There has been a lot written about the fact that the Participation Rates across Australia fell sharply as the effects of the COVID-19 lock-down took effect. These falls at national, state and regional level had the effect of suppressing the anticipated rises in the unemployment rates. Participation rates, prior to COVID-19, had been at or near historic highs due largely to significant shifts in the participation of the female workforce where we have witnessed sharp increases in recent years (this excellent graphic from Alex Joiner at IFM makes the point beautifully). We have previously written pieces discussing the various drivers of Participation Rate changes and how we can calculate, and separate, them (see here and here for details) to give us insight into how and why participation rates have changed.
With the recent release of the April Conus/CBC Staff Selection Trend Employment data for Queensland we are able to update this regional analysis.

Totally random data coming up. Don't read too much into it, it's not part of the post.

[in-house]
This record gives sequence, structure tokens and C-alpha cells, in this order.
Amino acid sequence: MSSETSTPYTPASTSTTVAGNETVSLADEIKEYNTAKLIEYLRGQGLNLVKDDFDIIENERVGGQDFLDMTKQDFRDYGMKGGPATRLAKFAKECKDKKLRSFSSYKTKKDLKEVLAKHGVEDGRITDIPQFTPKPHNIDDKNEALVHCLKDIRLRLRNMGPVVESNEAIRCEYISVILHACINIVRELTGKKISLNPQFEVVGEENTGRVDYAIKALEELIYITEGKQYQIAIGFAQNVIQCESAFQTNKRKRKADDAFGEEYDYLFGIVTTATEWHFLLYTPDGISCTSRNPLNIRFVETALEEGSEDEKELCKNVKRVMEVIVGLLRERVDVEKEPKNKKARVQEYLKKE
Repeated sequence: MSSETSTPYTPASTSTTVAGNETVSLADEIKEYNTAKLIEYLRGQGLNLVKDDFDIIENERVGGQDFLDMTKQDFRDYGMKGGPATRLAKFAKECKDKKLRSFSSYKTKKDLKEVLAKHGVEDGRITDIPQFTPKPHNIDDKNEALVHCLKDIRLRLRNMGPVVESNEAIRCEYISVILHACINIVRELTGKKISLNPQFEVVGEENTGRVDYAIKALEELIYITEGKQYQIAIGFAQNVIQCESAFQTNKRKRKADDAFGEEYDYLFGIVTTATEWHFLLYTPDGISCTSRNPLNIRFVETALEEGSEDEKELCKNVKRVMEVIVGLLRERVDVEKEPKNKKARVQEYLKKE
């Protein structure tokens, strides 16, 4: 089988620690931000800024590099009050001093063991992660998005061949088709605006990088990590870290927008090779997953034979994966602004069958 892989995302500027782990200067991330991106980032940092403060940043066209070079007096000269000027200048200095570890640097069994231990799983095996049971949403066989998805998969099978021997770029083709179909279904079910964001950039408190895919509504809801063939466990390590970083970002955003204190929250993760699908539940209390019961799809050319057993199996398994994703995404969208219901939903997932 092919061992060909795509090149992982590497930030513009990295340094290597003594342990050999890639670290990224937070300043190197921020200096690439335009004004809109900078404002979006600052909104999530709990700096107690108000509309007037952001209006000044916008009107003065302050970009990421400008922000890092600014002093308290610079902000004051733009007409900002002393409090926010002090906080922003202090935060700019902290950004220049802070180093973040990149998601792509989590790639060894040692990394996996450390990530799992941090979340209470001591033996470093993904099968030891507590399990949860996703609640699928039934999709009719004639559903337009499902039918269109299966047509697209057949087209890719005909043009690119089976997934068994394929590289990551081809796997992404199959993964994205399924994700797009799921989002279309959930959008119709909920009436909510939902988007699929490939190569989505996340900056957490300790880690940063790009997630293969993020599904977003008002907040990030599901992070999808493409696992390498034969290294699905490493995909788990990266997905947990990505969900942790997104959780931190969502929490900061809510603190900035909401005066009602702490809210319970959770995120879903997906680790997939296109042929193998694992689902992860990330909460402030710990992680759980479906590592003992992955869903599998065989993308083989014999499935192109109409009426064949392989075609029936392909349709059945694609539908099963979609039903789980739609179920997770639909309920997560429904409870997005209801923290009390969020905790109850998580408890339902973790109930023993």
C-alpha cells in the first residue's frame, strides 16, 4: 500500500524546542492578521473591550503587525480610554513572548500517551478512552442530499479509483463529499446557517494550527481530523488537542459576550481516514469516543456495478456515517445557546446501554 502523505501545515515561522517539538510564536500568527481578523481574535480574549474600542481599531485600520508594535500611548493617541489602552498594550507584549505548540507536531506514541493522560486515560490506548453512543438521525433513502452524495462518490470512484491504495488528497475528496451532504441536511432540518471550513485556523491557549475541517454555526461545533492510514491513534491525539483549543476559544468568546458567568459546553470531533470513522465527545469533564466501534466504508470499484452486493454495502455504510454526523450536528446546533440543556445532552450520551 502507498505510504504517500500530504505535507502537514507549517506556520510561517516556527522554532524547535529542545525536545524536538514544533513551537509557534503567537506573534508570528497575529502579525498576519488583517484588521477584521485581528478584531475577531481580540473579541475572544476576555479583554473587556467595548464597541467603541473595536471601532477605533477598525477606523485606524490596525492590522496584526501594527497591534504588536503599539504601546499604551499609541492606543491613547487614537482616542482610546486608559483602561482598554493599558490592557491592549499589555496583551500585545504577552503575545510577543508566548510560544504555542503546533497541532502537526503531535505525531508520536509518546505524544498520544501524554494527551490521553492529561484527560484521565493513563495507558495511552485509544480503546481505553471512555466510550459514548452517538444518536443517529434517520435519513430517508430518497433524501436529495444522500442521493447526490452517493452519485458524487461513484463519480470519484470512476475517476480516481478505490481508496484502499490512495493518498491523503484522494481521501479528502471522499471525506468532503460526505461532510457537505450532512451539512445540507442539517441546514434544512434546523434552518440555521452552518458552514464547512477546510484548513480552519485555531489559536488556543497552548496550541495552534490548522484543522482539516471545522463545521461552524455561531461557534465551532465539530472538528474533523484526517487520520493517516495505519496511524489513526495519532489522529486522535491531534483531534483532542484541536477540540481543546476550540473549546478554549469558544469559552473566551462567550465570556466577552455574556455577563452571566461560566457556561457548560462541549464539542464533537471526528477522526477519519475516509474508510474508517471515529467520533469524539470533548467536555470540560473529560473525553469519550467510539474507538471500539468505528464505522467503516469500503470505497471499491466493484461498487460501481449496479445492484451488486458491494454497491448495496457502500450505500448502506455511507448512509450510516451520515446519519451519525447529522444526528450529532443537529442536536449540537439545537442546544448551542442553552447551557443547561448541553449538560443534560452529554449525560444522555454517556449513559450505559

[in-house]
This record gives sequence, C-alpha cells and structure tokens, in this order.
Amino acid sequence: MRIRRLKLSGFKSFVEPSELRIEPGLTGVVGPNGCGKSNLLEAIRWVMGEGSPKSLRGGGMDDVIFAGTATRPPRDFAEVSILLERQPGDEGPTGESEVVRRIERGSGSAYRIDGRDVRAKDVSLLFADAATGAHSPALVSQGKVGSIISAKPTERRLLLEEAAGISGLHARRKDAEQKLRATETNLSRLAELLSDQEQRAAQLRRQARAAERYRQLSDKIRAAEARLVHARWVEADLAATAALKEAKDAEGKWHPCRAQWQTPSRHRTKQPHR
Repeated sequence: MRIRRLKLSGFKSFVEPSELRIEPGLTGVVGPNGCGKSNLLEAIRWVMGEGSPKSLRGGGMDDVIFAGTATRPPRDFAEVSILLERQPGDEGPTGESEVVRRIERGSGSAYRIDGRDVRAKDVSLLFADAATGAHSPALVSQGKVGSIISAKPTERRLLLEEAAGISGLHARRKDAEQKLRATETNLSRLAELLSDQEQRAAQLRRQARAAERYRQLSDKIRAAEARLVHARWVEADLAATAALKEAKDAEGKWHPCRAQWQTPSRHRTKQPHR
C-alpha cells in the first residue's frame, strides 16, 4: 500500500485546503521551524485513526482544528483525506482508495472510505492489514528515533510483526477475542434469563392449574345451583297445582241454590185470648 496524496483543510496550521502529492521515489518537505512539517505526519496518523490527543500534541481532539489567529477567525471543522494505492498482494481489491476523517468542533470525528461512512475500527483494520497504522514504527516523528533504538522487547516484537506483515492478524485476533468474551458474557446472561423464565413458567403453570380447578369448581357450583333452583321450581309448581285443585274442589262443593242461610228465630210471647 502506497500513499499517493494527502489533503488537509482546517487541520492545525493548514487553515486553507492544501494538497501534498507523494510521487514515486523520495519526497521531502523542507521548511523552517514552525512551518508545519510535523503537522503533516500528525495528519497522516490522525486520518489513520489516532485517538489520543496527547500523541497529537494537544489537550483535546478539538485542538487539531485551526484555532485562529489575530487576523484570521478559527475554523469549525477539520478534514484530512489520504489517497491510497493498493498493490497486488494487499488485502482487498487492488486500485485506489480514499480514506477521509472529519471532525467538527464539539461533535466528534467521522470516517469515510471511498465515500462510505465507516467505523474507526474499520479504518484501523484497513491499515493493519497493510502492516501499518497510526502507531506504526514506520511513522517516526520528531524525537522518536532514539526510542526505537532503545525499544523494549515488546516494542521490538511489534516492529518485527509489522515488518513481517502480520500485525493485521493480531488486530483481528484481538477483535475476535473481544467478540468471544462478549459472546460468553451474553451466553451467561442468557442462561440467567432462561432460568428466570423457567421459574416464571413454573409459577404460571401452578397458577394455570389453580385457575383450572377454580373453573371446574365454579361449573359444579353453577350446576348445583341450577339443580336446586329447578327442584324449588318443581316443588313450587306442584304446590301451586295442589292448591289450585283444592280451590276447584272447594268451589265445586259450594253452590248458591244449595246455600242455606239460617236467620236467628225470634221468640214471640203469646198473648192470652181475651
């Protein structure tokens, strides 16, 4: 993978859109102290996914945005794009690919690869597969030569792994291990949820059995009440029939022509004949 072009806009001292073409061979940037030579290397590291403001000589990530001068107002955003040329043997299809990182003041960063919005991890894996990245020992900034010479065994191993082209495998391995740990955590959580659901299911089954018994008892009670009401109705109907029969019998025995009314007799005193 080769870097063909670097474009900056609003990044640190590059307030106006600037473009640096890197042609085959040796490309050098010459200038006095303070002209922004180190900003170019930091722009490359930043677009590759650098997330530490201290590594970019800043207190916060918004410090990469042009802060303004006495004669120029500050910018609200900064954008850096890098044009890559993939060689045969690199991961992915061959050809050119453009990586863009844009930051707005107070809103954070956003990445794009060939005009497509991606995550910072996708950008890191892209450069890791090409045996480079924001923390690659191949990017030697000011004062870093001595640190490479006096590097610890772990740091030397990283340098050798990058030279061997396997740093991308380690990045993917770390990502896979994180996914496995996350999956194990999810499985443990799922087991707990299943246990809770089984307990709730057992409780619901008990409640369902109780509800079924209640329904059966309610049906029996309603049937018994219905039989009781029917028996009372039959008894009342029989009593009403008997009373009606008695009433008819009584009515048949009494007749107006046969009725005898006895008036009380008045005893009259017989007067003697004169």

What our analysis shows us is that, since Oct 1998, Participation Rates have fallen across QLD by 1.9 ppts (all of this and more due to the COVID-19 impact…see below) with the regions seeing rather heavier falls than Greater Brisbane. The regions have been far more heavily impacted by the demographic effects (an ageing of the population resulting in a decline in participation) than the State as a whole; demographic change has deducted 3.4 ppts from the PR in the Rest of QLD versus a 2.6 ppts fall across the State. On the other hand, the positive effects of a higher propensity in females has been seen slightly more so in the regions than the State as a whole.
Across the State there are some significant differences from region to region. Cairns has benefited to a much greater extent from the increase in female propensity to join the labour force. While the female effect has been far less in Townsville the decline in male propensity has been far greater. In the Gold Coast a ‘youth-attraction’ factor means that the combined demographic effect (which has seen QLD’s PR fall by 2.6 ppts) is very slightly positive over the years and although female propensity impact has been negligible male propensity has bucked the State trend and risen slightly.
If we compare the impacts of the COVID-19 lock-down by considering changes only since Dec 2019;